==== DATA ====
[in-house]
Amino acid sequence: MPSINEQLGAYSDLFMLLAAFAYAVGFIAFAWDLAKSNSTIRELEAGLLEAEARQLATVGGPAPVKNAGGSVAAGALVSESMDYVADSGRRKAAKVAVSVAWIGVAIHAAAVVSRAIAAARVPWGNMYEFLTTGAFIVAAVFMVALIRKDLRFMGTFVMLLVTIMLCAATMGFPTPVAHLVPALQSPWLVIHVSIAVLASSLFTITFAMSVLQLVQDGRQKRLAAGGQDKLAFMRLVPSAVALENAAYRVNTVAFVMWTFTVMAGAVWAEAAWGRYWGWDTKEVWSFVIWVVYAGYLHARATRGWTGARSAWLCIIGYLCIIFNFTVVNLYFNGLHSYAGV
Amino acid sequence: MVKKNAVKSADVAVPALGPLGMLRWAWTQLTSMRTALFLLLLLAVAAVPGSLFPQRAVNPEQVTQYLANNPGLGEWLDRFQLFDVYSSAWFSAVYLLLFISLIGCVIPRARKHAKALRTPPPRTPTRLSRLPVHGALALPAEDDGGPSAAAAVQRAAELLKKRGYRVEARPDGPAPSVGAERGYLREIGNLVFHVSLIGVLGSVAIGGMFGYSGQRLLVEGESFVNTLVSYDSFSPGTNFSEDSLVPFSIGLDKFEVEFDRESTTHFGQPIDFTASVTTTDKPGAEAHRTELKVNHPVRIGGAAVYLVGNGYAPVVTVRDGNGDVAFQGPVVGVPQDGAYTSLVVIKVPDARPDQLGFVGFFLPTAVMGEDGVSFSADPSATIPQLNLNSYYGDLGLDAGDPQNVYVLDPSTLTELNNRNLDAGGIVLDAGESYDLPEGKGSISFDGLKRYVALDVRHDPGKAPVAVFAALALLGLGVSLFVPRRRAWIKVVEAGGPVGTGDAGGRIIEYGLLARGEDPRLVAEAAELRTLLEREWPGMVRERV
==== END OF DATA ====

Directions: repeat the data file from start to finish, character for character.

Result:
[in-house]
Amino acid sequence: MPSINEQLGAYSDLFMLLAAFAYAVGFIAFAWDLAKSNSTIRELEAGLLEAEARQLATVGGPAPVKNAGGSVAAGALVSESMDYVADSGRRKAAKVAVSVAWIGVAIHAAAVVSRAIAAARVPWGNMYEFLTTGAFIVAAVFMVALIRKDLRFMGTFVMLLVTIMLCAATMGFPTPVAHLVPALQSPWLVIHVSIAVLASSLFTITFAMSVLQLVQDGRQKRLAAGGQDKLAFMRLVPSAVALENAAYRVNTVAFVMWTFTVMAGAVWAEAAWGRYWGWDTKEVWSFVIWVVYAGYLHARATRGWTGARSAWLCIIGYLCIIFNFTVVNLYFNGLHSYAGV
Amino acid sequence: MVKKNAVKSADVAVPALGPLGMLRWAWTQLTSMRTALFLLLLLAVAAVPGSLFPQRAVNPEQVTQYLANNPGLGEWLDRFQLFDVYSSAWFSAVYLLLFISLIGCVIPRARKHAKALRTPPPRTPTRLSRLPVHGALALPAEDDGGPSAAAAVQRAAELLKKRGYRVEARPDGPAPSVGAERGYLREIGNLVFHVSLIGVLGSVAIGGMFGYSGQRLLVEGESFVNTLVSYDSFSPGTNFSEDSLVPFSIGLDKFEVEFDRESTTHFGQPIDFTASVTTTDKPGAEAHRTELKVNHPVRIGGAAVYLVGNGYAPVVTVRDGNGDVAFQGPVVGVPQDGAYTSLVVIKVPDARPDQLGFVGFFLPTAVMGEDGVSFSADPSATIPQLNLNSYYGDLGLDAGDPQNVYVLDPSTLTELNNRNLDAGGIVLDAGESYDLPEGKGSISFDGLKRYVALDVRHDPGKAPVAVFAALALLGLGVSLFVPRRRAWIKVVEAGGPVGTGDAGGRIIEYGLLARGEDPRLVAEAAELRTLLEREWPGMVRERV